On 22 February 2013, the Food and Drug Administration's (FDA or "the agency") Center for Devices and Radiological Health (CDRH) issued a draft guidance titled, Distinguishing Medical Device Recalls from Product Enhancements and Associated Reporting Requirements - Draft Guidance for Industry and Food and Drug Administration Staff, which describes how to differentiate violative devices from non-violative devices with respect to Corrections and Removals (21 C.F.R. Part 806), as well as Voluntary Recalls (21 C.F.R. Part 7). The purpose of the guidance is to clarify when a change to a device constitutes a medical device recall, to distinguish those instances from product enhancements that do not meet the definition of a medical device recall, and to identify the associated regulatory reporting requirements for each type of activity.

The guidance does not address when changes to marketed devices trigger new product submissions. In addition, the guidance does not address issues regarding radiological health devices concerning radiation defects or failures to comply with radiation safety performance standards described in 21 C.F.R. Parts 1020-1050.

The document is organized into seven (7) sections, including definitions, recall identification, differentiating violative devices from non-violative devices, and recall and product enhancement reporting requirements. The guidance provides a question-and-answer format, which includes answers to FDA questions that the agency believes could be helpful to companies in properly identifying medical device recalls. Also, the guidance provides a Recall Decision Making Flow Chart, which is intended to assist companies in making an assessment for each proposed change to its device.

Correctly categorizing a change to a device as a recall or product enhancement impacts the applicability and nature of industry responsibilities and FDA oversight, as described in 21 C.F.R. Part 7, Subpart C- Recalls (Including Product Corrections)--Guidance on Policy, Procedures, and Industry Responsibilities.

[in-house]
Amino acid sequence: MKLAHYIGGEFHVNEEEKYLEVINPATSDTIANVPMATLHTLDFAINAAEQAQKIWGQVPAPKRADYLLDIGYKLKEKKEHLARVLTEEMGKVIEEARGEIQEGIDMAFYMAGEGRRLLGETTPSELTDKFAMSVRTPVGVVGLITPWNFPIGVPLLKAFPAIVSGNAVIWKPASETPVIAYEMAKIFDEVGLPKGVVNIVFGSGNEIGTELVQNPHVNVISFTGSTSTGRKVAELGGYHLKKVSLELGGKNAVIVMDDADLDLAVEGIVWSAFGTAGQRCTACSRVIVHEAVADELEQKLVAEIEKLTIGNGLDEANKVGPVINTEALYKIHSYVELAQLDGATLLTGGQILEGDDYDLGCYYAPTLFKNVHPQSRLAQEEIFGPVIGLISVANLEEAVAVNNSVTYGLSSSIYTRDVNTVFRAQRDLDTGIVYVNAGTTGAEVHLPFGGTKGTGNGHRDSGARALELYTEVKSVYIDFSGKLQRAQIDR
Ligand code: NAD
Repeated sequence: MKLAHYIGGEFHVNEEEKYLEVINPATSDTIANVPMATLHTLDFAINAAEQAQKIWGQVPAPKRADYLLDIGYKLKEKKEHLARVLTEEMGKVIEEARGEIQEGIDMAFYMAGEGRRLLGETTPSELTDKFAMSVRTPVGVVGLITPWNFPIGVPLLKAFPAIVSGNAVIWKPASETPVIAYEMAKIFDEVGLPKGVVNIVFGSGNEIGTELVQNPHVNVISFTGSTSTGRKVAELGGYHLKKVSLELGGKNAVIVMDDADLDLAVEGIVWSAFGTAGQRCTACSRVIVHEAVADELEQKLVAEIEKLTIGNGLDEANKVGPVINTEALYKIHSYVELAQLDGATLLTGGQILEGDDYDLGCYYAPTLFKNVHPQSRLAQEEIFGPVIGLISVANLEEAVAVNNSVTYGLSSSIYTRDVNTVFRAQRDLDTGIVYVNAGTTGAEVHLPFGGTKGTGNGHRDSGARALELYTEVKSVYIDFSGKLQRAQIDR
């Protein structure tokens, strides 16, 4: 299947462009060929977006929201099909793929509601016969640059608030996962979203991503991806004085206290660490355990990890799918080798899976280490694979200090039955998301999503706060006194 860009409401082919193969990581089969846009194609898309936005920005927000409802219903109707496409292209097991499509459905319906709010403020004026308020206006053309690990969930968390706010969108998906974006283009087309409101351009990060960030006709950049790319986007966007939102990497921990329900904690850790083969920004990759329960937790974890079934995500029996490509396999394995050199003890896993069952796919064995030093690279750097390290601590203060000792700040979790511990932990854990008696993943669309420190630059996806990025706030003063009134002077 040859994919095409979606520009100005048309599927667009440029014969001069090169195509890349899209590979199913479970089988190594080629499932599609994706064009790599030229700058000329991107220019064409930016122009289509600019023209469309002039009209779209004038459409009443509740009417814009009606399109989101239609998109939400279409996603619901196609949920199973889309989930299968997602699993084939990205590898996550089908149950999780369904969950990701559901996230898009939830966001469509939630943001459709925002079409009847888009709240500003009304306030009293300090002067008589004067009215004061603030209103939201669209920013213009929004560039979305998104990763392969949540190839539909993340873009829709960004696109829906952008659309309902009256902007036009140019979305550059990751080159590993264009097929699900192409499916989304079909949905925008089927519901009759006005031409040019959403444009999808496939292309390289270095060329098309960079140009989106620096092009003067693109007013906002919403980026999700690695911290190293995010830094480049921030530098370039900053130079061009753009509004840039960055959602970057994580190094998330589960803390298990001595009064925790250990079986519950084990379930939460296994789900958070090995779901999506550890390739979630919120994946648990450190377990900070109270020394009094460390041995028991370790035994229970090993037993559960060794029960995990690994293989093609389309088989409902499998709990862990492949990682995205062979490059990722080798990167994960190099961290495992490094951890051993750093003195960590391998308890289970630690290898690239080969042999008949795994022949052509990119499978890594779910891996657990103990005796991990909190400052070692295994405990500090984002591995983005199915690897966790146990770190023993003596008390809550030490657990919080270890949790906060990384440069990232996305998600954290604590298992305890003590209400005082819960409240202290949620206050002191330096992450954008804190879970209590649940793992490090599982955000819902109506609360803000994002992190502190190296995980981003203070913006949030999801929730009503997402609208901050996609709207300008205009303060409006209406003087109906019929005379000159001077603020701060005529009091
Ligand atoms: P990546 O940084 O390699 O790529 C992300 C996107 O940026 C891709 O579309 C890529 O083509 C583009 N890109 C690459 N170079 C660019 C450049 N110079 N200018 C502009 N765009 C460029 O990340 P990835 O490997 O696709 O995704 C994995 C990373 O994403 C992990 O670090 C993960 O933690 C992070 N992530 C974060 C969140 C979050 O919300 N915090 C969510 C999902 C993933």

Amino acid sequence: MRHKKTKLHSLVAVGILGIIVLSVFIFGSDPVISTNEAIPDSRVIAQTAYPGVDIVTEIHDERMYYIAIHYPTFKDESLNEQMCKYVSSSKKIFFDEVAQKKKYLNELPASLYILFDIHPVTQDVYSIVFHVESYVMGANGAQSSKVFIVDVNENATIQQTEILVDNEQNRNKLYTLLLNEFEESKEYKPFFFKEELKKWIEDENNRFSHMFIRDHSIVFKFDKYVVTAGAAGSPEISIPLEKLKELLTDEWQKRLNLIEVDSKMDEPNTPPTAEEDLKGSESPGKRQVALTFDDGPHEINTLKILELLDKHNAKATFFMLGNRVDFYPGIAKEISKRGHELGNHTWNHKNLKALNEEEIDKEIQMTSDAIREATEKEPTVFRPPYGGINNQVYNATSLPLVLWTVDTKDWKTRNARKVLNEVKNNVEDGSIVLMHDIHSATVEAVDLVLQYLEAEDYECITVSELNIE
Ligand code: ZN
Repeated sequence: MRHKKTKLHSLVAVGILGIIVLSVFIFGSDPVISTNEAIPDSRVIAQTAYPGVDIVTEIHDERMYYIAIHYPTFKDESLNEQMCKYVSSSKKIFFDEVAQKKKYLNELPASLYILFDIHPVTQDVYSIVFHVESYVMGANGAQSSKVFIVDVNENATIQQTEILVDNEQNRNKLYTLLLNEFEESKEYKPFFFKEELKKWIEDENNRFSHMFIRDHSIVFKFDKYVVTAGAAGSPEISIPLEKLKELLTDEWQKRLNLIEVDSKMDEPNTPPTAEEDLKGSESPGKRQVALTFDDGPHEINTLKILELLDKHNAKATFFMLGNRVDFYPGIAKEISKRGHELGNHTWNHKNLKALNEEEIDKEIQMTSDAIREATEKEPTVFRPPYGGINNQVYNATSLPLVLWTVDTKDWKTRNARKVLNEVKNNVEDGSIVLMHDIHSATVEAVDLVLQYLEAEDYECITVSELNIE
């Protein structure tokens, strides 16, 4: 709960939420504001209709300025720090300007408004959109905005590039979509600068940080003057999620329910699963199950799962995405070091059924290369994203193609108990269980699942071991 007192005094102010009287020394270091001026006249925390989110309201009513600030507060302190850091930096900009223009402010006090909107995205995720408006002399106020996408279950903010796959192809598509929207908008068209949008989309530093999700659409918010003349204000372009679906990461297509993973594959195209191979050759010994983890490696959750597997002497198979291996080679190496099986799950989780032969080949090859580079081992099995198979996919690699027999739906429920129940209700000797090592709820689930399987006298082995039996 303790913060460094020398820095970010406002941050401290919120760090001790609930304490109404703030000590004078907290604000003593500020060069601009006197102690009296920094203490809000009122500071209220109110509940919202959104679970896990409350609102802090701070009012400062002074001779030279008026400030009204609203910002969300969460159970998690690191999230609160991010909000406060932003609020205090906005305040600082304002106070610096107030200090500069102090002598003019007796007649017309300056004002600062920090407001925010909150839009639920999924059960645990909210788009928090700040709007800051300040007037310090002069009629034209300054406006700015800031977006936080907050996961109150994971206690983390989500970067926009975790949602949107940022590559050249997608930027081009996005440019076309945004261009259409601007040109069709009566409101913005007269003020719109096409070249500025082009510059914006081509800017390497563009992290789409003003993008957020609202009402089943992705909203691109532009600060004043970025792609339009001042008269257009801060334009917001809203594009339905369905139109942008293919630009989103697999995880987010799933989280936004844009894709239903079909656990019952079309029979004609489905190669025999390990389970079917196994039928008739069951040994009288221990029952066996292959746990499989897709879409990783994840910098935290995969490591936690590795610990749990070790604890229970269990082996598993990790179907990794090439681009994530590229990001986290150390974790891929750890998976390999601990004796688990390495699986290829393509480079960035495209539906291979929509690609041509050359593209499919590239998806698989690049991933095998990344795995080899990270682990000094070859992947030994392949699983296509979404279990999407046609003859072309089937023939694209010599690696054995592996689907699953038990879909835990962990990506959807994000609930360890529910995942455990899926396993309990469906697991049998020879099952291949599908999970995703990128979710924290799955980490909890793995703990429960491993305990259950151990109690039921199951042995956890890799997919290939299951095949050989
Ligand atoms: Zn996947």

Product enhancement defined

FDA’s regulations do not define product enhancement; however, the guidance document defines it as a change or improvement to a non-violative device as part of continuous device improvement activities. For example, product enhancements include, but are not limited to the following:

  • changes designed to better meet the needs of the user;
  • changes to make the product easier to manufacture; and
  • changes to the appearance of the device that do not affect its use.

A product enhancement is both 1) a change to improve the performance or quality of a device, and 2) not a change to remedy a violation of the Federal Food, Drug, and Cosmetic Act (FD&C Act) caused by the device. The guidance reiterates that a product enhancement is not a medical device recall. Presumptively, by emphasizing that product enhancements are for non-violative devices, a product enhancement could not be used to address a safety-related device issue.

Recall identification

The guidance provides a series of Q&As intended to guide industry in determining if the proposed change in the device should be considered a recall or product enhancement. The guidance instructs companies to determine the reason for a proposed change to the device, which includes but is not limited to the following:

  • the device design;
  • the manufacturing process;
  • the device labeling (e.g., updating the labeling of a distributed product); and
  • marketing practices (e.g., a removal of the device from the field).

The distinction between a recall and product enhancement depends on an assessment of each change individually, as well as the impact of all such changes on the device as a whole. If any change or group of changes addresses a violation of the FD&C Act, then that change would generally constitute a medical device recall.